New CSU payment plan allows students to pay their bill in elective monthly installments

Yixuan Xie

As the registration for fall semester approaches, new classes and new rooms, as well as new bills, inevitably come to mind.

The Office of Financial Aid at Colorado State University announced CSU payment plan, letting students pay their bill for the 2018-2019 academic year in monthly installments rather than in one lump sum.


The elected amount will be automatically deducted each month from the designated domestic checking or savings account, according to the Office of Financial Aid. Students and authorized FAMweb users may begin paying their bill for the fall 2018 term as early as this March.

“We believe it can serve as a viable option for students and families to more easily cover the gap between what financial aid, work and other resources does not cover on their bill,” Tom Biedscheid, the director of Office of Financial Aid, wrote in an email to the Collegian. “Any opportunity to more easily cover the cost of students’ education is a benefit.”

For each fall or spring term, a maximum of six payments is allowed. The summer 2018 term is not included in the plan.

For the fall 2018 term, the first payment has already been withdrawn on March. 5. The following five payments are scheduled to be withdrawn approximately on April. 4, May, 3, June 5, July 5 and Aug. 3. Plan enrollment is required and the corresponding enrollment deadline will be 11:59 p.m. on March. 31, April 30, May 31, June 30 and July 31. 

The first payment for the spring 2019 term will be withdrawn on Sept. 5.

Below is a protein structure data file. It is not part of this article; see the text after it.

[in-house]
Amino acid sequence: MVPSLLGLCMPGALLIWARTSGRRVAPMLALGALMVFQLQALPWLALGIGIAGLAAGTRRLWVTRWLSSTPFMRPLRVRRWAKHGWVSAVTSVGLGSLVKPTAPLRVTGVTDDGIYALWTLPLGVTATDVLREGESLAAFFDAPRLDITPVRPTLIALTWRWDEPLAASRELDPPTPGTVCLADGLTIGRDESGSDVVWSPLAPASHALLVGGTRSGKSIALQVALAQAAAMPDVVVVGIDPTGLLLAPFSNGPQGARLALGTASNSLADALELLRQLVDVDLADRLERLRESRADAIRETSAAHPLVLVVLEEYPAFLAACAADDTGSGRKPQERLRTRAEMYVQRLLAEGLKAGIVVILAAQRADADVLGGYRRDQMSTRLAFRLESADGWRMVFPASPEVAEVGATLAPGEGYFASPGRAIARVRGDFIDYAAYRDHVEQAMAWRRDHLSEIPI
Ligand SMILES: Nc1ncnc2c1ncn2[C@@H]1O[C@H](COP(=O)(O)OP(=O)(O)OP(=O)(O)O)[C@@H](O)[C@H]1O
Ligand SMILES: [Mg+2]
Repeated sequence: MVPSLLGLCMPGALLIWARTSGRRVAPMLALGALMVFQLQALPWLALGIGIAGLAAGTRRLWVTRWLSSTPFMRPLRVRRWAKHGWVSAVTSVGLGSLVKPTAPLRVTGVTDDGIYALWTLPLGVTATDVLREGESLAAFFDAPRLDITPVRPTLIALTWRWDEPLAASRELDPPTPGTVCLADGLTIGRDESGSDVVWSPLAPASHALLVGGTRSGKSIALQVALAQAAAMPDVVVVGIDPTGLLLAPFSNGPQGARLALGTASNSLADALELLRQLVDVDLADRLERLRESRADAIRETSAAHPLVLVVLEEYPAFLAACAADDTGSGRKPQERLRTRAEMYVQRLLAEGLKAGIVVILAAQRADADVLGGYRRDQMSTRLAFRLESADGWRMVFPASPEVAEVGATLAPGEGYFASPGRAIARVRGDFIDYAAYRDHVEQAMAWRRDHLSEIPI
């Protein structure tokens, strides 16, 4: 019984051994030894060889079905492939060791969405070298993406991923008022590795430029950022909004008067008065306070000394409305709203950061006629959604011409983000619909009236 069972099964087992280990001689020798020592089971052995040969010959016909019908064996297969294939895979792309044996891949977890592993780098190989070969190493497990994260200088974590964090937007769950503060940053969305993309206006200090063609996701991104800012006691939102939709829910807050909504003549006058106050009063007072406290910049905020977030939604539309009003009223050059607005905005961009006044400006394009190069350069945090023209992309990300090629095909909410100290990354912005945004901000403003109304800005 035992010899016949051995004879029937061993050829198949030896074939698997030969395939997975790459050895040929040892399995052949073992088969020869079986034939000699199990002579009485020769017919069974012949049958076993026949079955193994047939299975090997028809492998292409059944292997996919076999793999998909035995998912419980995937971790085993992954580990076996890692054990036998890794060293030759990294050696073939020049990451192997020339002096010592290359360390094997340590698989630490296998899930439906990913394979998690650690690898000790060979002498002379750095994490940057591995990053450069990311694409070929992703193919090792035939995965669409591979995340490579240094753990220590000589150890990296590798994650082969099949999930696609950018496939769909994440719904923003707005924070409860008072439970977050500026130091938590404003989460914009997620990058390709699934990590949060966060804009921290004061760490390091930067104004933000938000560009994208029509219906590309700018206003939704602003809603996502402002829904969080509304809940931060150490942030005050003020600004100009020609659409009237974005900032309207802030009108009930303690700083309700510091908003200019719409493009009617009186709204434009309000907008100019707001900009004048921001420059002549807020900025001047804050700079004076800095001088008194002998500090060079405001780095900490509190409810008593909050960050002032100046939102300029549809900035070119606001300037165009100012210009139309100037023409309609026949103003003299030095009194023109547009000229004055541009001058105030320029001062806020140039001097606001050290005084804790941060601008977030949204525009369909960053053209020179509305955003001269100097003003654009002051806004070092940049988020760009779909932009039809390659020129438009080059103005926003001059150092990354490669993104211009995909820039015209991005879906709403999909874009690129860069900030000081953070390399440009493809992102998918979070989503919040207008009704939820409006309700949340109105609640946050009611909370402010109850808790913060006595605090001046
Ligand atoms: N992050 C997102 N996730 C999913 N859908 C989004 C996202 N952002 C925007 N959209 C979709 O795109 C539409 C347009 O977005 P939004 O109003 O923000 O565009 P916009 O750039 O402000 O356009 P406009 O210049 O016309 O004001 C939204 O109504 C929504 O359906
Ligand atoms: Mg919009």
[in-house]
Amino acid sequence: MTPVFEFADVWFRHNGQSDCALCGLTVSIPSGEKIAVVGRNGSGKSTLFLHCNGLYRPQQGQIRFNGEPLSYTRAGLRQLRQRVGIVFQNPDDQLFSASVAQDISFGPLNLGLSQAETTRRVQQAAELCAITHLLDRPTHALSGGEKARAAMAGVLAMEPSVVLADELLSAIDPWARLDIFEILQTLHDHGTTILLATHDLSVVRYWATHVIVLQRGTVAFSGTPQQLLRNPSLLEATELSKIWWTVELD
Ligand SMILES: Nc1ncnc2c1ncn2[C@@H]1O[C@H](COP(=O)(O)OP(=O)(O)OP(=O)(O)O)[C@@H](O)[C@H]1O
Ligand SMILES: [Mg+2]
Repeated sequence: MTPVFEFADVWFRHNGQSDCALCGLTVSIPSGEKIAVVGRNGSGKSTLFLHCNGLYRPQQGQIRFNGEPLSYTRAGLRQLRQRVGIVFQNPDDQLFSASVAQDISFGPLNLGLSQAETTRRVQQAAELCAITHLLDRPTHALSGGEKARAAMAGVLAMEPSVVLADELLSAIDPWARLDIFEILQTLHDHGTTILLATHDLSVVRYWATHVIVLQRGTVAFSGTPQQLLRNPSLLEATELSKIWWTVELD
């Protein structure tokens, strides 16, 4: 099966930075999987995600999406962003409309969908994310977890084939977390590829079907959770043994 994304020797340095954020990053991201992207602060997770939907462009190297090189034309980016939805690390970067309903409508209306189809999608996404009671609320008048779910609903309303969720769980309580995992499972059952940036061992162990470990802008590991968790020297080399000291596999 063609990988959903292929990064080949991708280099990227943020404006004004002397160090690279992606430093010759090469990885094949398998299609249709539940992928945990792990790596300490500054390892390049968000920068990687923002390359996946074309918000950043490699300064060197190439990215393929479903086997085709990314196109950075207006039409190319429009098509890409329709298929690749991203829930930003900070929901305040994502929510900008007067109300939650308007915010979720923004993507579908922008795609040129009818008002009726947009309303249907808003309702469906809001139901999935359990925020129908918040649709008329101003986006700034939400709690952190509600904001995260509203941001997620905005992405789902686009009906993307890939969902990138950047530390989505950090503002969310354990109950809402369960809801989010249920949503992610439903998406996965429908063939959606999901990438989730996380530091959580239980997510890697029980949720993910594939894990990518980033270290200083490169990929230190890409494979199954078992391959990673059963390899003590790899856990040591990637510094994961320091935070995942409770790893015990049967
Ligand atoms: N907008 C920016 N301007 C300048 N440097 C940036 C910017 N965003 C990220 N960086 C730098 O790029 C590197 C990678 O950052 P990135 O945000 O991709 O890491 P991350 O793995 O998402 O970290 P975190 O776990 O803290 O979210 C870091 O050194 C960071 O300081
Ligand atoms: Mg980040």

To enroll in the CSU payment plan, students and authorized FAMweb users must login to their RAMweb or FAMweb account. A one-time and nonrefundable fee of $25 will be deducted for each term to enroll.

Biedscheid wrote the Office of Financial Aid is intentional in building in as much flexibility as possible. Students can have as many people paying on their plan as possible. They just have to give each person access via FAMweb.

“The idea here is that if the student has parents, grandparents, other relatives, etc. that might want to help out, they can easily set up their own plan,” Biedscheid wrote.

Flexibility was also the focus for the number of payments and amount of each payment, Biedscheid wrote. Payment plan users can determine how many payments to make over the course of the semester and elect to pay any amount each month. If the month has not passed, they can go back and change amounts at any time.

The payment plan can be used to pay tuition, university fees and residence hall room and board charges billed to CSU student accounts. However, rent for university apartments is not included since they are billed monthly.


Biedscheid wrote since the payment plan launched without much publicity, they have not seen a lot of activity yet.

“We also just started awarding financial aid for next year and we are marketing the payment plan through that process,” Biedscheid wrote.

Melanie Reeves, a sophomore psychology major, said she would definitely use the new payment plan.

“I think this is really cool,” Reeves said. “It won’t be like a giant (chunk) out of there and people would be able to pay it easier.” 

Ciara O’Donovan, an undeclared freshman, said launching the payment plan is a really good idea.

“I heard that a lot of people, for the fall semester, have to wait until December to get enough money from working to pay the entire bill,” O’Donovan said. “I think it is really good to be able to choose the amount you pay each month and go with your own paces without having to worry about this big bill due at a certain time.”